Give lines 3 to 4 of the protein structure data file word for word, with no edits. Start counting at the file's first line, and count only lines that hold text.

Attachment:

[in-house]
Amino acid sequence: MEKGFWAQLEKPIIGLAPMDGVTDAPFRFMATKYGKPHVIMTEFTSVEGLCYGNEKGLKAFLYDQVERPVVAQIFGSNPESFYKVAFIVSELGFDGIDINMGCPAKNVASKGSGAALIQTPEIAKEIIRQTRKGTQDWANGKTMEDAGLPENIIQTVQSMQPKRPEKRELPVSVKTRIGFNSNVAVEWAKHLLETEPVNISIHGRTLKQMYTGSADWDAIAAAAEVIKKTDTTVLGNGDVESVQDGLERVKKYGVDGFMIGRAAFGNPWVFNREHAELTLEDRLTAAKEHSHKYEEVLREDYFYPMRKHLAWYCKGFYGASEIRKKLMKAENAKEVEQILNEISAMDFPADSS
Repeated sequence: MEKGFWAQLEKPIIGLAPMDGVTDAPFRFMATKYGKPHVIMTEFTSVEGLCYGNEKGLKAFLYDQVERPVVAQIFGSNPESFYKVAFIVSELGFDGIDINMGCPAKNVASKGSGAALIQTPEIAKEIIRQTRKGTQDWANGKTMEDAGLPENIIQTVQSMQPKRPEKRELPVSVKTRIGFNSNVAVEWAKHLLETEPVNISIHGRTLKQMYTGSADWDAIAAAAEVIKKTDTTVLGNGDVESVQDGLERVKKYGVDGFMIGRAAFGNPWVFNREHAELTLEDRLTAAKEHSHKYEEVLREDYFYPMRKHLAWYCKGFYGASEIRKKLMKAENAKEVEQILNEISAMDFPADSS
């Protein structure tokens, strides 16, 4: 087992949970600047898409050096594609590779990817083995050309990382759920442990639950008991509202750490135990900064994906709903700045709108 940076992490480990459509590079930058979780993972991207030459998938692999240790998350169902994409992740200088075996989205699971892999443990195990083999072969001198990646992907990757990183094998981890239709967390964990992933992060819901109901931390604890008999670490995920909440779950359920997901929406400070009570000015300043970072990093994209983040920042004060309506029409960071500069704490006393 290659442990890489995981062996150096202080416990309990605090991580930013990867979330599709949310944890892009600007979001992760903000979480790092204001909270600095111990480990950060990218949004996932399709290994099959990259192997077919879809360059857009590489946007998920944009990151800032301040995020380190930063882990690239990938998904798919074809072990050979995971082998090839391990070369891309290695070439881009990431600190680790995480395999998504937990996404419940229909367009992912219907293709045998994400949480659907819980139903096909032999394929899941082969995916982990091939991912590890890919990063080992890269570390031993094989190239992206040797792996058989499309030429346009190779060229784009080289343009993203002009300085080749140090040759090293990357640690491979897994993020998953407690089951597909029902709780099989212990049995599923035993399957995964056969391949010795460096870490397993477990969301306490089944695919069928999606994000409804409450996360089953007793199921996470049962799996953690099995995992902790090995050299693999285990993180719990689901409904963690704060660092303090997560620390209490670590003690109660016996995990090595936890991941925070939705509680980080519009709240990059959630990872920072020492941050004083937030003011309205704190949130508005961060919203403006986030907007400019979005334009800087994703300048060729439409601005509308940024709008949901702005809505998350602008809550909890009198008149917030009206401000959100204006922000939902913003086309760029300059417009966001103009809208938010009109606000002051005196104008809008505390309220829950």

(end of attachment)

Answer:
Repeated sequence: MEKGFWAQLEKPIIGLAPMDGVTDAPFRFMATKYGKPHVIMTEFTSVEGLCYGNEKGLKAFLYDQVERPVVAQIFGSNPESFYKVAFIVSELGFDGIDINMGCPAKNVASKGSGAALIQTPEIAKEIIRQTRKGTQDWANGKTMEDAGLPENIIQTVQSMQPKRPEKRELPVSVKTRIGFNSNVAVEWAKHLLETEPVNISIHGRTLKQMYTGSADWDAIAAAAEVIKKTDTTVLGNGDVESVQDGLERVKKYGVDGFMIGRAAFGNPWVFNREHAELTLEDRLTAAKEHSHKYEEVLREDYFYPMRKHLAWYCKGFYGASEIRKKLMKAENAKEVEQILNEISAMDFPADSS
């Protein structure tokens, strides 16, 4: 087992949970600047898409050096594609590779990817083995050309990382759920442990639950008991509202750490135990900064994906709903700045709108 940076992490480990459509590079930058979780993972991207030459998938692999240790998350169902994409992740200088075996989205699971892999443990195990083999072969001198990646992907990757990183094998981890239709967390964990992933992060819901109901931390604890008999670490995920909440779950359920997901929406400070009570000015300043970072990093994209983040920042004060309506029409960071500069704490006393 290659442990890489995981062996150096202080416990309990605090991580930013990867979330599709949310944890892009600007979001992760903000979480790092204001909270600095111990480990950060990218949004996932399709290994099959990259192997077919879809360059857009590489946007998920944009990151800032301040995020380190930063882990690239990938998904798919074809072990050979995971082998090839391990070369891309290695070439881009990431600190680790995480395999998504937990996404419940229909367009992912219907293709045998994400949480659907819980139903096909032999394929899941082969995916982990091939991912590890890919990063080992890269570390031993094989190239992206040797792996058989499309030429346009190779060229784009080289343009993203002009300085080749140090040759090293990357640690491979897994993020998953407690089951597909029902709780099989212990049995599923035993399957995964056969391949010795460096870490397993477990969301306490089944695919069928999606994000409804409450996360089953007793199921996470049962799996953690099995995992902790090995050299693999285990993180719990689901409904963690704060660092303090997560620390209490670590003690109660016996995990090595936890991941925070939705509680980080519009709240990059959630990872920072020492941050004083937030003011309205704190949130508005961060919203403006986030907007400019979005334009800087994703300048060729439409601005509308940024709008949901702005809505998350602008809550909890009198008149917030009206401000959100204006922000939902913003086309760029300059417009966001103009809208938010009109606000002051005196104008809008505390309220829950």